CS5460A Power Sensor¶
cs5460a sensor platform allows you to use a CS5460A AC voltage, current and power meter
chip (datasheet) with ESPHome.
The chip is usually sold on a breakout board with a 4.096 MHz crystal. However it requires a few
extra components, specifically a current sensing circuit and a voltage sensing circuit.
Do not work near live mains connections and only modify existing electrical installations if you’re qualified.
Your device communicates with the CS5460A over SPI so you need to have an SPI bus in
your configuration with the pin numbers set for the
CLK lines. These
connect to the
SCLK pins on the CS5460A respectively. The
(chip-select) pin of the CS5460A can be driven by any GPIO you have available or wired to ground
if the CS5460A is the only device connected to your device’s SPI bus. The RESET pin can also be
driven by a GPIO or wired to VCC.
# Example configuration entry spi: clk_pin: 18 mosi_pin: 23 miso_pin: 19 sensor: - platform: cs5460a current: name: "Kitchen current (RMS)" filters: delta: 0.1 power: name: "Kitchen power" filters: delta: 5 voltage: name: "Mains voltage (RMS)" filters: delta: 5 samples: 1600 current_gain: 0.01 voltage_gain: 0.000573 pulse_energy: 1 Wh cs_pin: 33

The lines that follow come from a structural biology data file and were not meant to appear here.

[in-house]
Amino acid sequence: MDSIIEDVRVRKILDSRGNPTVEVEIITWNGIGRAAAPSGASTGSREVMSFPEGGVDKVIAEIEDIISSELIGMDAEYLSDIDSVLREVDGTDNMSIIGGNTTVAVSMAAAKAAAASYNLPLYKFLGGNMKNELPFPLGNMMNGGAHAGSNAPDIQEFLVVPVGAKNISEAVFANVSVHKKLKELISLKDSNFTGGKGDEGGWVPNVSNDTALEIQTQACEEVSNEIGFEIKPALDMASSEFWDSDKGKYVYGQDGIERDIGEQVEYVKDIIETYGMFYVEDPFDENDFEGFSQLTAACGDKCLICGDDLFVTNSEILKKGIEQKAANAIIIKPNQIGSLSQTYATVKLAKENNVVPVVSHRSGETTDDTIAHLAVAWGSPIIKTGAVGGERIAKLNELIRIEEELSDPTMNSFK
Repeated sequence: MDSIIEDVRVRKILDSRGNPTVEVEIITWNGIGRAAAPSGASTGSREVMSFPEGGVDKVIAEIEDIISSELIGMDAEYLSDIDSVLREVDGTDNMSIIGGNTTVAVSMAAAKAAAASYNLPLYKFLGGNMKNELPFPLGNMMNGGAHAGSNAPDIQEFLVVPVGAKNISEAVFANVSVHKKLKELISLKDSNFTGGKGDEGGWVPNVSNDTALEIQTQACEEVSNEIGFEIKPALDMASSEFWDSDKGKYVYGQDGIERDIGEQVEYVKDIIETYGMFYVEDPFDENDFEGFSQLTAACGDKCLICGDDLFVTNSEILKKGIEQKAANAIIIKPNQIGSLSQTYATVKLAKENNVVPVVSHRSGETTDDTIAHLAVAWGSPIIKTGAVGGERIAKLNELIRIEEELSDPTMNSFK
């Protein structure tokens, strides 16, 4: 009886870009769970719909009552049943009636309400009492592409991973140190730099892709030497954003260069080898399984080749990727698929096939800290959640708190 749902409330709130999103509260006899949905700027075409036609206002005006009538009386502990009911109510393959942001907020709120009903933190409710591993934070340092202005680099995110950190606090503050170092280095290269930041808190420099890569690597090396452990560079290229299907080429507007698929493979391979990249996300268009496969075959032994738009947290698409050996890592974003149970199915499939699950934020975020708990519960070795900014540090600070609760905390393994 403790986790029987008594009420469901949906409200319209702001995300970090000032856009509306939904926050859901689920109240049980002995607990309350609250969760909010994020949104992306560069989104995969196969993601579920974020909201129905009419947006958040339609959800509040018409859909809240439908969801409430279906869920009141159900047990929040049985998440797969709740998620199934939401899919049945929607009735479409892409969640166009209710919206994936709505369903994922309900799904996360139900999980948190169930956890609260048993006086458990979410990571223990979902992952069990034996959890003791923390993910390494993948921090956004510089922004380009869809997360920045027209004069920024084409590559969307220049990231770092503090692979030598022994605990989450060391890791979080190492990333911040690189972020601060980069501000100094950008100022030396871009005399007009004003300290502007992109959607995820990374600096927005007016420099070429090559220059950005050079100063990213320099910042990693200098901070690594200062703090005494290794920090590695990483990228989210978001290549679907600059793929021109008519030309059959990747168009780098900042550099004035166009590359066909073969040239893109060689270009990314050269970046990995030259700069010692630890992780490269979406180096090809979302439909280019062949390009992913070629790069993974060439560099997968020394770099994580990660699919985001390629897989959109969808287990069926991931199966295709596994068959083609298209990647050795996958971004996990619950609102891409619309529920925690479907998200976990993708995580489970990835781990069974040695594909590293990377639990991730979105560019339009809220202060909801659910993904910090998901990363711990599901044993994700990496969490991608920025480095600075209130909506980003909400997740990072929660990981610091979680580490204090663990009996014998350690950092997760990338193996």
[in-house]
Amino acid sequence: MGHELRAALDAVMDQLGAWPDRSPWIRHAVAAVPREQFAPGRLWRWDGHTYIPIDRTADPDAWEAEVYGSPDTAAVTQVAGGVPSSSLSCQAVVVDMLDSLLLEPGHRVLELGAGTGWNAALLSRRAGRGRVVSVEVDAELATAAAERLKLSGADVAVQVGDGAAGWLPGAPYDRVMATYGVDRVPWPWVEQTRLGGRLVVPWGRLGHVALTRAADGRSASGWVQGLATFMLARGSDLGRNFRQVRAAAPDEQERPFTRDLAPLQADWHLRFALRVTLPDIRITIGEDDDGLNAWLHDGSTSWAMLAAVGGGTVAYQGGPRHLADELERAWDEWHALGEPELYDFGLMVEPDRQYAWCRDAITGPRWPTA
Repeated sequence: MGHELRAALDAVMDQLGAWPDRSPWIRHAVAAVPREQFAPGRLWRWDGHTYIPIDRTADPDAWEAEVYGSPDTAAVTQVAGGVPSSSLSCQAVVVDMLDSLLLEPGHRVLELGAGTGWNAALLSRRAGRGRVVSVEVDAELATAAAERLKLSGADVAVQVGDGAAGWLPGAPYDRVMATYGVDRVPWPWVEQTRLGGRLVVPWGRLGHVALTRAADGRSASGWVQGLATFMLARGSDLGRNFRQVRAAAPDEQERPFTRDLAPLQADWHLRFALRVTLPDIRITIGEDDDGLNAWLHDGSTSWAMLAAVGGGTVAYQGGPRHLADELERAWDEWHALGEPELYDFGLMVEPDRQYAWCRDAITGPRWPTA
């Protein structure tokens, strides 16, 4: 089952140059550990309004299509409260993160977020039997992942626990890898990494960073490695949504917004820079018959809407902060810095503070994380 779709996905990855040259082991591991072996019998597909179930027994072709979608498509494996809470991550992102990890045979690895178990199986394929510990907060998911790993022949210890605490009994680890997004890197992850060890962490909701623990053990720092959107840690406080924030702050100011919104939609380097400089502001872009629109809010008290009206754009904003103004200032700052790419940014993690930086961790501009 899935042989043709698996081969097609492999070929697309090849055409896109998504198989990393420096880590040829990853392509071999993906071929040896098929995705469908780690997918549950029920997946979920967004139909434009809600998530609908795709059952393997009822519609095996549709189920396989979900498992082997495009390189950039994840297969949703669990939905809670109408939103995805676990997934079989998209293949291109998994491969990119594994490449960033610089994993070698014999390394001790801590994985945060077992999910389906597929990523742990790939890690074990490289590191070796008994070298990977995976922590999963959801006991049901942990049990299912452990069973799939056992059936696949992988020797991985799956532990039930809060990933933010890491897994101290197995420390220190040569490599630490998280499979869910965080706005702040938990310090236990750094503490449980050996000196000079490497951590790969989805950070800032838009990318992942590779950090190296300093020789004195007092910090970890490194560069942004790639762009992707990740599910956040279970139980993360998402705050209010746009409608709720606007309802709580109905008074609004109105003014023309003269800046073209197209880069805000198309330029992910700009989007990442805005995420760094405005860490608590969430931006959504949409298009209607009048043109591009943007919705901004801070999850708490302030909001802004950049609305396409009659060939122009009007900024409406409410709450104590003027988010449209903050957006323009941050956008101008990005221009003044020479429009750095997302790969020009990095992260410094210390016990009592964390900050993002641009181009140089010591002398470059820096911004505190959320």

current (Optional): The sensor subcomponent that will report RMS current values in Amperes. All options from Sensor. See note below about throttling.
voltage (Optional): The sensor subcomponent that will report RMS voltage values in Volts. All options from Sensor. See note below about throttling.
power (Optional): The sensor subcomponent that will report the power readings in Watts. All options from Sensor. See note below about throttling.
samples (Optional): The number of samples that go into each reading – determines that update interval of the sensors and the accuracy of the readings. This is the number N from the CS5460A datasheet, defined as the number of conversion cycles within a computation cycle. The component reports data at the end of each computation cycle. With the standard 4.096MHz clock rate, each conversion takes 0.25ms so setting this to 2000 means 0.5s update interval, 40000 means 10s update interval and so on, similarly for other clock-rates. It is recommended that the interval be an integer number of the mains AC cycles, so for the 50 Hz AC frequency countries the interval should be a multiple of 20ms, for the 60 Hz countries a multiple of 16.66 ms. Defaults to